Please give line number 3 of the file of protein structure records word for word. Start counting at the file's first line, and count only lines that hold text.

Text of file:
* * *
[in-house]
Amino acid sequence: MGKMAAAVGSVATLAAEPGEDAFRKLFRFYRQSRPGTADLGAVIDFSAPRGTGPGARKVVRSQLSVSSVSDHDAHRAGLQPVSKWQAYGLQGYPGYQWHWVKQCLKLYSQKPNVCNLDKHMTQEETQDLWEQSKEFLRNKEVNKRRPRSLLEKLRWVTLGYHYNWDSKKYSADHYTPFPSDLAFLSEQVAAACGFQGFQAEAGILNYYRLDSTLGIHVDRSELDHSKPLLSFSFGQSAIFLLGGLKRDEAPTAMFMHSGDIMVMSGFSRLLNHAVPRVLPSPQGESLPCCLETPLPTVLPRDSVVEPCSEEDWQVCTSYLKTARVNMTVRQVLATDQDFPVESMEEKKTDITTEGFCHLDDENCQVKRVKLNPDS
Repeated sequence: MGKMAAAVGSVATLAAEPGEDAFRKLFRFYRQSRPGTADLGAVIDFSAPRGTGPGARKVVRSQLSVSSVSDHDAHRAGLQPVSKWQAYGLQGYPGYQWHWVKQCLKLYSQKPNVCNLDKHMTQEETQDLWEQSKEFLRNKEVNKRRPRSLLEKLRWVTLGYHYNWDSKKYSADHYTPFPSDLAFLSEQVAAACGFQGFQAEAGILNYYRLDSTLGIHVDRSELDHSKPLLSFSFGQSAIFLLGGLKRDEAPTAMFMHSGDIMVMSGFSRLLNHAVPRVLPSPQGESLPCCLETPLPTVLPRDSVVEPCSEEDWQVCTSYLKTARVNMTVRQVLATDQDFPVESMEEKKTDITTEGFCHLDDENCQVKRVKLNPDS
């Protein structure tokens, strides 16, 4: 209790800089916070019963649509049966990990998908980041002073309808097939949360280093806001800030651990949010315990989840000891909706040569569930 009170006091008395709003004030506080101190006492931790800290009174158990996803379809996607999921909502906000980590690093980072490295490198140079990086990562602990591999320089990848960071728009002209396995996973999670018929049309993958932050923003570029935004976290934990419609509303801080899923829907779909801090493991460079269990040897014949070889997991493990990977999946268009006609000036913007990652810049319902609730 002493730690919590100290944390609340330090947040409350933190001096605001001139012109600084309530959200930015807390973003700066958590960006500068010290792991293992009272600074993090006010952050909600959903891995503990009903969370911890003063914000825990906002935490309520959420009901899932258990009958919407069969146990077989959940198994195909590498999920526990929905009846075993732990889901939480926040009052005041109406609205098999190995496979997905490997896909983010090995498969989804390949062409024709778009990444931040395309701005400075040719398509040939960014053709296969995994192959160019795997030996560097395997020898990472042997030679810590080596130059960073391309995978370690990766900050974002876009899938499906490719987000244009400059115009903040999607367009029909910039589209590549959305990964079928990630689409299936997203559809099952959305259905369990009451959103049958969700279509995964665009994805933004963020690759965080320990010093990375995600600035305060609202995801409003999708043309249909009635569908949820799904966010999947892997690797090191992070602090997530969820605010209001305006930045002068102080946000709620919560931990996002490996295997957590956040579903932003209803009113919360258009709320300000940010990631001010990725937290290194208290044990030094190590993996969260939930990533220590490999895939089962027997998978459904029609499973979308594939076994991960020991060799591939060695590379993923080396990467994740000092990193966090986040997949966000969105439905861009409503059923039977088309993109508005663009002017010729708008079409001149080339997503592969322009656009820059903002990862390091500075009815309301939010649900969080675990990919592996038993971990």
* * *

Repeated sequence: MGKMAAAVGSVATLAAEPGEDAFRKLFRFYRQSRPGTADLGAVIDFSAPRGTGPGARKVVRSQLSVSSVSDHDAHRAGLQPVSKWQAYGLQGYPGYQWHWVKQCLKLYSQKPNVCNLDKHMTQEETQDLWEQSKEFLRNKEVNKRRPRSLLEKLRWVTLGYHYNWDSKKYSADHYTPFPSDLAFLSEQVAAACGFQGFQAEAGILNYYRLDSTLGIHVDRSELDHSKPLLSFSFGQSAIFLLGGLKRDEAPTAMFMHSGDIMVMSGFSRLLNHAVPRVLPSPQGESLPCCLETPLPTVLPRDSVVEPCSEEDWQVCTSYLKTARVNMTVRQVLATDQDFPVESMEEKKTDITTEGFCHLDDENCQVKRVKLNPDS